Page last updated at 11:07 GMT, Thursday, 25 September 2008 12:07 UK

ITV 'can cut' regional programmes

Sir Trevor McDonald and Julie Etchingham
ITV's prime-time news shows remain hugely important, Ofcom said

ITV would provide fewer regional programmes, including news bulletins, under proposals from regulator Ofcom.

The broadcaster has been advised to concentrate on providing original output which has been made in the UK.

It would be allowed to show fewer daytime news bulletins, but only after it "restructured" its news operations in England and the Scottish Borders.

Ofcom has been looking at the future of public service broadcasting at a time when advertising income is falling.

The main commercial operators - ITV, Channel 4 and Five - are governed by rules on the amount of news, children's, religious and arts programmes they must broadcast.

READ THE REPORT

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In effect, they receive a public subsidy to provide the types of shows which are less profitable, and therefore not as attractive in commercial terms.

But the rules needed "a deep structural change", said the organisation's chief executive, Ed Richards.

"The system where easy profits for commercial public service broadcasters effectively subsidised certain kinds of programmes has now gone.

"What we are proposing is to focus on audiences' priorities - those areas that audiences most value," he told BBC Radio 4's Today programme.

WHAT DEFINES PUBLIC-SERVICE BROADCASTING?
A publicity shot for Anne Widdecombe Versus Girl Gangs
High-quality national and regional news
Current affairs and documentaries (pictured)
Children's programming
The arts
Religious affairs

But there has not been universal approval of the idea that ITV would show less regional news.

The broadcaster plans to cut its newsrooms around the UK from 17 to nine, and the Bectu union fears 250 jobs will be lost among journalists and technical staff.

Politicians have made submissions to Ofcom over the proposed merger of the Border and Tyne Tees newsrooms, covering the south-east and south-west of Scotland, plus the north-east of England and Cumbria.

There were concerns that the quality of news for the south of Scotland would fall if it lost its customised bulletins.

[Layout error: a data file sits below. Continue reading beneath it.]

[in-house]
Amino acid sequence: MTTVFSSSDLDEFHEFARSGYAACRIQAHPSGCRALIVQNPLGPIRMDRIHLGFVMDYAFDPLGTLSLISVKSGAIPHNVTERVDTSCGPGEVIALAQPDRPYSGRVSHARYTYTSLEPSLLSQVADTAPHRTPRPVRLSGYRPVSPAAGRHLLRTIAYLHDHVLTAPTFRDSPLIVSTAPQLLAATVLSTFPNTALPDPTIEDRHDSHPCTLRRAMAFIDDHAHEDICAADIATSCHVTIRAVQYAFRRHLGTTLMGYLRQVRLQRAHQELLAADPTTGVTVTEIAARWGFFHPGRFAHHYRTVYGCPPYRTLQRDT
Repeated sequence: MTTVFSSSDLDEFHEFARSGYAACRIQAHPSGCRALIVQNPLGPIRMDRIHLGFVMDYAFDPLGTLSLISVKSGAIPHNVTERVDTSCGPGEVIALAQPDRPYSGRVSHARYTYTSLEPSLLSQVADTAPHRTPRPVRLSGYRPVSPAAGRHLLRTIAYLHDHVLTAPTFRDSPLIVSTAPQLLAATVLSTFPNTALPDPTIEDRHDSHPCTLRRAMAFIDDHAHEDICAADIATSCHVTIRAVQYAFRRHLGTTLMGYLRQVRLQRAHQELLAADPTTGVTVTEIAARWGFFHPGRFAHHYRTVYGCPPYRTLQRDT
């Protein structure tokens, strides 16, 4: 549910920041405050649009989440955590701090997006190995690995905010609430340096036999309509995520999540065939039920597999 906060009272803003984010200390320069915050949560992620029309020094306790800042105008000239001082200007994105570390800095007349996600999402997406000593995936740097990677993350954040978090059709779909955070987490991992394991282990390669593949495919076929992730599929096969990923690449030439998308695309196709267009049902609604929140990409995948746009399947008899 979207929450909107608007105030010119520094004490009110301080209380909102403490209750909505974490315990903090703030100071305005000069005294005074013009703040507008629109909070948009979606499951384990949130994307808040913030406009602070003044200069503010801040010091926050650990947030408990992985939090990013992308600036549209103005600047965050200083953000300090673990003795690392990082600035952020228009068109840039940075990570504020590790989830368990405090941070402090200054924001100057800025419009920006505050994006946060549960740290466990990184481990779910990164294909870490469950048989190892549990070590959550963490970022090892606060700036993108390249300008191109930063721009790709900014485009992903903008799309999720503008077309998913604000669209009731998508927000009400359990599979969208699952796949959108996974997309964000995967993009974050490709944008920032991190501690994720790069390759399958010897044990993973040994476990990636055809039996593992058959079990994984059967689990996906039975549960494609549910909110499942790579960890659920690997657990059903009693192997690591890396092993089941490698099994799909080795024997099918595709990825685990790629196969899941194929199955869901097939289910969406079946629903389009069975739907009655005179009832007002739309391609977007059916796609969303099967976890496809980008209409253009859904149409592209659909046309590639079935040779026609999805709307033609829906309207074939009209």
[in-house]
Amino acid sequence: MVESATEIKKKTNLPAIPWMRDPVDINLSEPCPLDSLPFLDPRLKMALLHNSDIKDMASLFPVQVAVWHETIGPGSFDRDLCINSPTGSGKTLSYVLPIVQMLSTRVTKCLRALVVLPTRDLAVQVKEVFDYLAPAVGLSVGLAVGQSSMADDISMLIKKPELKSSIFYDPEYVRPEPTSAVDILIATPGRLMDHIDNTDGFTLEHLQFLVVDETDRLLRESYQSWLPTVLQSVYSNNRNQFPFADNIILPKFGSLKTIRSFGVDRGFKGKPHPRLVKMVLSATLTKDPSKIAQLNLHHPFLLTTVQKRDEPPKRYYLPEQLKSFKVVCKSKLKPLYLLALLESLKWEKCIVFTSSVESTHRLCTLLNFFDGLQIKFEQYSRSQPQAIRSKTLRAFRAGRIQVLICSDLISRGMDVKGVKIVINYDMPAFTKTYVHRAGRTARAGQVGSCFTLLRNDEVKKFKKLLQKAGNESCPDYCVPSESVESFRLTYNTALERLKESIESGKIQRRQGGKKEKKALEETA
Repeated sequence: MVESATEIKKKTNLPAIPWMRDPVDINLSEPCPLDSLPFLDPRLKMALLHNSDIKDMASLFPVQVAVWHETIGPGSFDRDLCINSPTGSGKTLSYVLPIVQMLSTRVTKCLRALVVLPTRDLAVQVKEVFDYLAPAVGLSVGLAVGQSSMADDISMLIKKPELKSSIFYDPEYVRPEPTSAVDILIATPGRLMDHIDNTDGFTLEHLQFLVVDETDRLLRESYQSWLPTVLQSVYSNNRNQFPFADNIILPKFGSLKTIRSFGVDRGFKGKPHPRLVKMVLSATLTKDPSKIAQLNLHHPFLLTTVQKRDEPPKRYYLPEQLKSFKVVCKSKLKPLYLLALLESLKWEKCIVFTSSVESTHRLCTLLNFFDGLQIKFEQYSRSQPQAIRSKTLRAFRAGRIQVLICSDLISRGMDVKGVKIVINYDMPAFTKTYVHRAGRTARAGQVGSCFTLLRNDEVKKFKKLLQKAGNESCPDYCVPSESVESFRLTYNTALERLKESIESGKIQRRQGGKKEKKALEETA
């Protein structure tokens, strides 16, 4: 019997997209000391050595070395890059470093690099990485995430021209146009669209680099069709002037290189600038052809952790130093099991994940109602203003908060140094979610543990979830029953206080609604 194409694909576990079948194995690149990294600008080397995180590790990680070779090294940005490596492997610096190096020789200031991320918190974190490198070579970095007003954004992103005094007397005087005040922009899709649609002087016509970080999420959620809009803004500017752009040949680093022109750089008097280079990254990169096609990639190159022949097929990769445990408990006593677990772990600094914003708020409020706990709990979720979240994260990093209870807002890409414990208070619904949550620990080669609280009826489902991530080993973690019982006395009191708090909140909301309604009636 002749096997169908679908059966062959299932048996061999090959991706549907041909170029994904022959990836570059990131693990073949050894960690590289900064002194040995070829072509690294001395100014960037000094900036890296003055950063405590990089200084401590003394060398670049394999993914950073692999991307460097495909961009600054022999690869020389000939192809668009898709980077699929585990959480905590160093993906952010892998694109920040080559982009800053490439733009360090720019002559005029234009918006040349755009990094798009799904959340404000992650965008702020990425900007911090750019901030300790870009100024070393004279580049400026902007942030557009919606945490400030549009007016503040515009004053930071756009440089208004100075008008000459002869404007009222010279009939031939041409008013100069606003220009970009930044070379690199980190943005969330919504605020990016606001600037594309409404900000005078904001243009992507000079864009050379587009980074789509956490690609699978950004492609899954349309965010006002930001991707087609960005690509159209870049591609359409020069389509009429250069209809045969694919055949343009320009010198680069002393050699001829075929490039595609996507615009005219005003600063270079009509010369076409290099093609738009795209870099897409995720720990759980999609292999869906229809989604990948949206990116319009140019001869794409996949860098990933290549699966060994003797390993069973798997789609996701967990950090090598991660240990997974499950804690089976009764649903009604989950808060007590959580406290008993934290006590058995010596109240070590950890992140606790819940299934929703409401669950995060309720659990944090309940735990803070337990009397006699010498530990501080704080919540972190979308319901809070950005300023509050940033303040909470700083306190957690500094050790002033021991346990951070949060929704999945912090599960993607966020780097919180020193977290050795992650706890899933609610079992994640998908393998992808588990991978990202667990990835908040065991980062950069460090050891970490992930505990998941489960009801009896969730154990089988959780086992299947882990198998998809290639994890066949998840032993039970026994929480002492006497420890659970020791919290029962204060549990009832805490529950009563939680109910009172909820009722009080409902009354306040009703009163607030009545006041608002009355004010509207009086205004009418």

Gerry Morrissey, Bectu's general secretary, said employees would be balloted over industrial action if Ofcom's proposals led to compulsory job cuts.

"Ofcom has not fulfilled its responsibility to the viewers," he said. "They are looking after the interest of the broadcaster instead.

"ITV were happy to make tens of millions of pounds with these licences over the years but are now saying they don't want to fulfil their public service responsibility any more.

FROM THE TODAY PROGRAMME

"They should not be given frequencies to broadcast if they do not take their public service responsibilities seriously."

Speaking in general terms, Mr Richards said Ofcom felt peak-time news bulletins must remain on ITV as they were "the kind of news that is most watched and most valued by audiences".

Ofcom has forecast that between 145 and 235 million of extra public funding will be needed by 2012 to maintain present levels of programming.

The regulator also believes Channel 4 will need funding from other sources to meet its public-service commitments.

This is a matter for the government to decide, but Mr Richards said Ofcom opposed "top-slicing" the licence fee, where some of the revenue generated for the BBC was redistributed to Channel 4.

ALSO IN OFCOM'S REPORT
Three different models are suggested to maintain public-service broadcasting
ITV can halve the amount of non-news regional programming it makes
ITV can cut by a third the number of shows made "outside the M25"
Channel 4 must produce slightly more programmes "outside the M25", with new quotas for shows from Scotland, Wales and Northern Ireland from 2010
Five should focus on UK-made programmes, including children's output, plus national news

"The budgets for the BBC's services and programmes must be protected," he said.

Ofcom is trying to establish a way in which the commercial TV industry can reshape itself to address all of the issues at hand.

It will continue to consult broadcasters and assess options until December, before releasing its final recommendations early next year.

ITV said it welcomed Ofcom's proposals to shake up the rules covering its schedules.

"We have consistently argued that the regulatory costs and commercial benefits of holding the ITV plc licences need to be rebalanced between now and analogue switch-off in 2012," it said in a statement.




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